What began as a public-private partnership bidding process to find a food vendor for a beloved urban park launched a massively successful mid-market burger chain.

Granted, any business gets a leg up when an already successful restaurateur such as Danny Meyer is at the helm. Shake Shack now has locations throughout Manhattan, as well as other cities in the northeast, Florida, the UK, Turkey, and the Middle East.

And it all started in a public space, New York City's Madison Square Park, where hungry people were already gathering and bringing food to a picturesque, engaging environment, and firmly establishing demand. The Shake Shack structure itself is a sharp piece of contemporary design and compatible with its setting. A win-win situation. (Admittedly, it's hardly the healthiest food imaginable.)

Quality food can help reinvigorate public spaces, an area in which Los Angeles needs a lot of help. So why does it so rarely happen?

NHM Grill by Trimana at the Natural History Museum; Credit: Jessica Ritz

NHM Grill by Trimana at the Natural History Museum; Credit: Jessica Ritz

While it's very good at it, New York City doesn't necessarily have a monopoly on this concept. The Warming Hut in the Presidio and the Japanese Tea Garden at Golden Gate Park in San Francisco, Park Café in Chicago's Millennium Park, and the Japanese Tea Pavilion in San Diego's Balboa Park are some other places where park and food experiences merge.

We recreate, and therefore work up an appetite in parks. So how can these factors be better aligned, short of always remembering to pack a picnic lunch, or hoping that the old Russian lady hawking delicious boreks for a buck out of a shopping cart passes by?

In the meantime, what we have is a lost opportunity where food, design, and public space intersect. And the potential to support this form of social and cultural capital in L.A. area parks and other public cultural facilities lies dormant.

Take Exposition Park, for instance. After visiting Endeavour, that marvel of technology designed in built in Southern California that one million people have come to see at the California Science Center, the closest spot for lunch is…McDonald's in the lobby. Which, as a friend mentioned via Twitter, counts as a feat of science and engineering.

It's an amenity this museum shares in common with the granddaddy of all public science and technology educational institutions, the Smithsonian National Air and Space Museum, along with a steady supply of freeze-dried astronaut ice cream available for purchase in the gift shop. Fortunately the Mitsitam Café is a short walk away in Washington.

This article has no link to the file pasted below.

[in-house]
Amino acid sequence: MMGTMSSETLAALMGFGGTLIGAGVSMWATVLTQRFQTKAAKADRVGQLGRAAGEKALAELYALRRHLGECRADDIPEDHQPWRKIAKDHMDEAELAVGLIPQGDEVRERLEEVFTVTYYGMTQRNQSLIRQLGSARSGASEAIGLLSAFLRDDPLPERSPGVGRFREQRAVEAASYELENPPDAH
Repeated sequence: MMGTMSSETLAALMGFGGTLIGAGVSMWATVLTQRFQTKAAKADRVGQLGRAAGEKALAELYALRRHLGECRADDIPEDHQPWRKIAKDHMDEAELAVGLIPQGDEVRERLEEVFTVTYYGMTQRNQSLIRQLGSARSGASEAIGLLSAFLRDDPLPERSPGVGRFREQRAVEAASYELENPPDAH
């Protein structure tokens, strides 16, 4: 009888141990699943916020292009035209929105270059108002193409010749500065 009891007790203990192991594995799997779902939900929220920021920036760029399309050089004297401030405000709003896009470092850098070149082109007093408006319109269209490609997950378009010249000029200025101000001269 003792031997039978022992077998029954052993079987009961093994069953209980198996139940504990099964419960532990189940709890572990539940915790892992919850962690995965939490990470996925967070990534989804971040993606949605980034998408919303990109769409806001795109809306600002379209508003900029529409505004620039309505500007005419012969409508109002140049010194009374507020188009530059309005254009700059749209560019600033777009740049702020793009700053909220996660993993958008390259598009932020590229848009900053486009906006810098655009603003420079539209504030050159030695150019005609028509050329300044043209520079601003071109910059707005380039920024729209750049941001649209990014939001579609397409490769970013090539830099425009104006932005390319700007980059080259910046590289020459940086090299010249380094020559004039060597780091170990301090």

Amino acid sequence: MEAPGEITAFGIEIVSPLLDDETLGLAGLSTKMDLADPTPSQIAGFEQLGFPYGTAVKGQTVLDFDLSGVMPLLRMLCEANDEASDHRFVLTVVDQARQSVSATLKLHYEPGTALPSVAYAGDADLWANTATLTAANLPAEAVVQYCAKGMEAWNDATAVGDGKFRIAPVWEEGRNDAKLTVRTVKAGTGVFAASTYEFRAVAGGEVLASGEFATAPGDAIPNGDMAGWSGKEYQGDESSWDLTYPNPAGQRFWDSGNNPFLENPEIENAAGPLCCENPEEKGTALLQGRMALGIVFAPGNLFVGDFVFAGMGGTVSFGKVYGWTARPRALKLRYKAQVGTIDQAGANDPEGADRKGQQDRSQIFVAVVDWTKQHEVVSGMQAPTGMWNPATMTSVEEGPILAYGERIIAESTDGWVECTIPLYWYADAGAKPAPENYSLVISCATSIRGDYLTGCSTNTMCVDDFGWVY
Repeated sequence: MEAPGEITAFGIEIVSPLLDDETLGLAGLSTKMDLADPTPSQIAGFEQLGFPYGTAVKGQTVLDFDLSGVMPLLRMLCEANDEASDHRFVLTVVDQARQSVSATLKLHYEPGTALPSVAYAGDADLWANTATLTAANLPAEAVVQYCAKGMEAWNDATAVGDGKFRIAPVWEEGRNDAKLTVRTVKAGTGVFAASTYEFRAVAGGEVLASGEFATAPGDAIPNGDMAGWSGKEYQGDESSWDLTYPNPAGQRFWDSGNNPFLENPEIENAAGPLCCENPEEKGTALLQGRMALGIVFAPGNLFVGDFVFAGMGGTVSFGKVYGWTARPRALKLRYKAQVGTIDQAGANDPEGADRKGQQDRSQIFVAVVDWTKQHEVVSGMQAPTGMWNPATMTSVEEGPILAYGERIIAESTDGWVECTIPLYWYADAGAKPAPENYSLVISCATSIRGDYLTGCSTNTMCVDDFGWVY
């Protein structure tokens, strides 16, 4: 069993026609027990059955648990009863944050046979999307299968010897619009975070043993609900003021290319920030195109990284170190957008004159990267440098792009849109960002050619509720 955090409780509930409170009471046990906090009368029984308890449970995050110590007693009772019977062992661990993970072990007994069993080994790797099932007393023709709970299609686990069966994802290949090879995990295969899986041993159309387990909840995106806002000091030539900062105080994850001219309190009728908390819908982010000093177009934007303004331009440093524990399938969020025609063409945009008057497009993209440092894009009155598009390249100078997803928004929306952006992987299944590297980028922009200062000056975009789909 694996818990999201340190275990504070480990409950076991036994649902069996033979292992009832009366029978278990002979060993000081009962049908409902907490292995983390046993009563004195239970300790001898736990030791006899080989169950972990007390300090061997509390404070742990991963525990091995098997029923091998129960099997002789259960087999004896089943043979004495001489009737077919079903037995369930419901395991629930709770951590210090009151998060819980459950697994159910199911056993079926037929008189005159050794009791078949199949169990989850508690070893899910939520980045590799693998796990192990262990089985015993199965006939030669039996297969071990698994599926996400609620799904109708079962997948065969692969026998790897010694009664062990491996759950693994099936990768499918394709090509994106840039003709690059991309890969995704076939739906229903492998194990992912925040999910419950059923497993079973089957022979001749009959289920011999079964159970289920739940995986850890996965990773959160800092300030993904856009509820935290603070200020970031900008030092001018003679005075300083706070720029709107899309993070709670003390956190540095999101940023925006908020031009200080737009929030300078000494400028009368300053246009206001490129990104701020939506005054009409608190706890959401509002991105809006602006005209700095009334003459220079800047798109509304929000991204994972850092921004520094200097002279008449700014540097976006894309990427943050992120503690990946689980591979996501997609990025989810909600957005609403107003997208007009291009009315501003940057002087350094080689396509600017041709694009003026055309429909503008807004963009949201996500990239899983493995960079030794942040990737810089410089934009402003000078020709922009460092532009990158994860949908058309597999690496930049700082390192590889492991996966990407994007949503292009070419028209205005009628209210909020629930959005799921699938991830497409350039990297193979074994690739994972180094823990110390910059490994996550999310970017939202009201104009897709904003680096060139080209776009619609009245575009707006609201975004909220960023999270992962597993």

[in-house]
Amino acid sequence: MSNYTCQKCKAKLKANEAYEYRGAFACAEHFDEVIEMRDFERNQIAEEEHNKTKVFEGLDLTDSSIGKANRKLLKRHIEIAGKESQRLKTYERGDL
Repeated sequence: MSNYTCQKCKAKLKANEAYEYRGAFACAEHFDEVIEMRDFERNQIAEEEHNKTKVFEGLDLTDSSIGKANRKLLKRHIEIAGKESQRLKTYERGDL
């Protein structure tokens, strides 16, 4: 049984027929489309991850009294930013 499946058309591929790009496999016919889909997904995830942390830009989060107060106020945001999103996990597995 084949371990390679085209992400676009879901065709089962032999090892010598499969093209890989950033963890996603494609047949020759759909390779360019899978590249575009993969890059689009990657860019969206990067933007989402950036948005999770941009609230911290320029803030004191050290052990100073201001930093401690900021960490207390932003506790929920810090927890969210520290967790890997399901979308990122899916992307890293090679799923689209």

Granted, museum and park food concessions are different animals, yet they often overlap. You can leave the Expo Park complex and find the Chipotle on Figueroa, or walk over to USC. Mercado La Paloma, an outstanding example of grassroots community economic development where chef Ricardo Zarate made his mark in L.A. at the original Mo-Chica, is just east of the 110. Or the USC campus has options.

But ideally visitors should actually stay and eat well in the park, somewhere adjacent to the scenic Beaux Arts-era Rose Garden. As part of the recent renovation at the Natural History Museum, including gardens designed by Mia Leher + Associates, Trimana Grill was selected following a process that started with requests for proposals provided to over 30 interested parties, according to David A. Sommers, Director of Public Affairs for the County. “More than a dozen operators” visited the site before final proposals were submitted and the winning bid selected, Sommers explained.

The final result isn't the worst case scenario. But probably best not to think about the California Academy of Sciences in San Francisco, which has partnered with local chef Charles Phan of Slanted Door fame. Or if you're lucky, small-scale entrepreneurs around Exposition Park will have handmade foods on offer from carts or makeshift stands near all those leftover concrete benches from the '84 Olympics, ready to make a quick exit if law enforcement catches on.

I had and still do have some hope for Grand Park downtown. Imagine sipping LAMill or Cafecito Organico coffee while watching the kids run through the awesome splash pad. (I call it our urban beach.)

An outpost of a locally bred food business would be a logical extension of civic pride. Instead there's a Starbucks, whose lease agreement in what was then Civic Center Mall dates back to the erstwhile Pasqua coffee bar's 1991 contract. (Starbucks later bought the Pasqua chain.) According to Sommers, an agreement between the County and Starbucks that was amended and approved in November 2011 means Starbucks's lease term extends through 2021.

Occasionally food trucks are invited to park on the premises, and Grand Park hosts a farmers' market on Tuesdays. That doesn't help much on a typical Saturday.